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Prepare, Prevent, Respond, Recover

In GW's Emergency Management track, medical students learn disaster management from a bona fide expert.

Christine George is quick to admit that she’s a bit of an adrenaline junkie. “It’s horrible when disasters happen,” she says, “but when there’s something you can do about it for those who are suffering, it’s incredibly rewarding.”

Because of this inclination, George, a third-year medical student at the George Washington University School of Medicine and Health Sciences (SMHS), chose to follow the Emergency Management track during her medical education.

The Emergency Management track is one of nine elective paths offered to medical students by the Office of Student Opportunities. Through distinct learning objectives, special seminars, one-on-one mentorship, and hands-on experience, the track program offers students a broader health care perspective and exposure to leadership opportunities.

George cites the three months she spent working at the American Red Cross national headquarters as a particularly fulfilling aspect of her experience on the track. When Hurricane Irene pummeled the East Coast in August 2011, George volunteered with the organization’s disaster health services department to coordinate shelters and other health-related operations. “It helped me appreciate that you don’t need to go to the other side of the world to come across a natural disaster or other emergency situation where trained medical personnel are needed.”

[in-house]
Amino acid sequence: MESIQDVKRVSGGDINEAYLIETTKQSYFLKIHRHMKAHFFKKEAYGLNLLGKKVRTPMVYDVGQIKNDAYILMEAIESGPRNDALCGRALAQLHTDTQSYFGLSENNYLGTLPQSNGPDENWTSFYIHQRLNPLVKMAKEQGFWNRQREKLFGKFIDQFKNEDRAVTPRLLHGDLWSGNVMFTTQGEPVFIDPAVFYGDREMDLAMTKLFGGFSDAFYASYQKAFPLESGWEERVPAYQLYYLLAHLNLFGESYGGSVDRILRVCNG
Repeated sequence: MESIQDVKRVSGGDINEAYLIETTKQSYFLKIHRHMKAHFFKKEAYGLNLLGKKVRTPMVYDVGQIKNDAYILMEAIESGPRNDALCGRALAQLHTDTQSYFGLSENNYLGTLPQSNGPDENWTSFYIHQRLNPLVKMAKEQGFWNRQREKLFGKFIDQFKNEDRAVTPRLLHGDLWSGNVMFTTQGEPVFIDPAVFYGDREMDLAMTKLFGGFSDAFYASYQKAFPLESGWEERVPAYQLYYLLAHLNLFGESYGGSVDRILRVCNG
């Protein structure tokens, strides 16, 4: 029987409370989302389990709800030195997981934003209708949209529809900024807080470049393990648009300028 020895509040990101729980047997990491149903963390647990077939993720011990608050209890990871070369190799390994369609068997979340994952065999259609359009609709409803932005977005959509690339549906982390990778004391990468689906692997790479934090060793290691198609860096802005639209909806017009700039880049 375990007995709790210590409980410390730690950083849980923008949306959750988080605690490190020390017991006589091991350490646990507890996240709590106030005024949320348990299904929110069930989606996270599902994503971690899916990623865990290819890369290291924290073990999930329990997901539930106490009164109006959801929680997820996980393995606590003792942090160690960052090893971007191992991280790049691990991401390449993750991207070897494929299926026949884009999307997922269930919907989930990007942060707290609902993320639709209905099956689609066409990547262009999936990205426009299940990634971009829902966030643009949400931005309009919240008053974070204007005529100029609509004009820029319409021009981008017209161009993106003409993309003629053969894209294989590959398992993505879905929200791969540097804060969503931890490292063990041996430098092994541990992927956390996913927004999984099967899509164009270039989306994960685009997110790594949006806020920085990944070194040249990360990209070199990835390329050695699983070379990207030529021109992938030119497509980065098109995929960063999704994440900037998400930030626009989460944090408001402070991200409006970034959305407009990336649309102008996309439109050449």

Bruno Petinaux, M.D., G.M.E. ’02, assistant professor of emergency medicine at SMHS and co-chair of the emergency management program at GW Hospital, serves as director of the Emergency Management track. “Emergency management is about how you prepare, prevent, respond, and recover from a disaster,” Petinaux says.

After five years as track director, Petinaux continues to be amazed — and encouraged — by the diversity of students who enroll in the track. “I have had students go into OBGYN, internal medicine, psychiatry, orthopedics, emergency medicine, and honestly, I’m really happy to see that,” he says. “When there is a disaster it’s great to know that we have a psychiatrist or orthopedic surgeon who knows how to respond and what the principles are in that response. I think that’s a huge success.”

Petinaux, who is also a medical team manager for the Virginia Task Force 1 Urban Search and Rescue Team and a Major in the U.S. Army Reserve Medical Corps, says that his role is to mentor students not just for the track, but also as future professionals. One benefit of the small size of the track — just 20 students are currently enrolled across the four years of medical school — is that it allows Petinaux to spend more one-on-one time with each student. “I really enjoy the interaction with the students and I think it makes it more personal for them to get to know a faculty member,” he says. “It allows them to ask questions and be involved in a more relaxed atmosphere rather than a very standardized lecture.”

Petinaux’s efforts with his students are not in vain. In fact, George says that Petinaux’s mentorship has been the highlight of the track for her. “He’s a subject matter expert, a wonderful teacher, and is able to help students tease apart and learn how to think about these types of situations,” she says. “Since he’s a part of international response teams, he’s able to provide a really amazing practical, relevant approach to get us to think about how to deal with these types of complex problems.”